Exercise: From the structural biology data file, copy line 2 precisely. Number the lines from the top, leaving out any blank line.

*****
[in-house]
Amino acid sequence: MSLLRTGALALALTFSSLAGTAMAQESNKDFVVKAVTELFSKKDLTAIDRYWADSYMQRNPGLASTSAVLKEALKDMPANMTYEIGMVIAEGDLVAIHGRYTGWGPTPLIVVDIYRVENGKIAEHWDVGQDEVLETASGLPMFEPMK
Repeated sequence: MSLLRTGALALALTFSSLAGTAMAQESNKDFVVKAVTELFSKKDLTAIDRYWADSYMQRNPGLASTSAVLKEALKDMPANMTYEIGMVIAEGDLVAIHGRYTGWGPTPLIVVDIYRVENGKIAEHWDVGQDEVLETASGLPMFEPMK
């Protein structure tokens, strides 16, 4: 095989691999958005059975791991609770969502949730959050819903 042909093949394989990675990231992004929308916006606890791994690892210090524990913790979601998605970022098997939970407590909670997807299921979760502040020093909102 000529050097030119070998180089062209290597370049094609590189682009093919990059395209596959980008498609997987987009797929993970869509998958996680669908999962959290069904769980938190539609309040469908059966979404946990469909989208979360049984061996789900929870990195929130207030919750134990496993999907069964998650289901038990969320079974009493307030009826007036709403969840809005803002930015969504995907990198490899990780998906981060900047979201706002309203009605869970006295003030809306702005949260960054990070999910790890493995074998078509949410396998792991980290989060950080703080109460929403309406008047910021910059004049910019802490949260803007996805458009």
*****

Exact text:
Amino acid sequence: MSLLRTGALALALTFSSLAGTAMAQESNKDFVVKAVTELFSKKDLTAIDRYWADSYMQRNPGLASTSAVLKEALKDMPANMTYEIGMVIAEGDLVAIHGRYTGWGPTPLIVVDIYRVENGKIAEHWDVGQDEVLETASGLPMFEPMK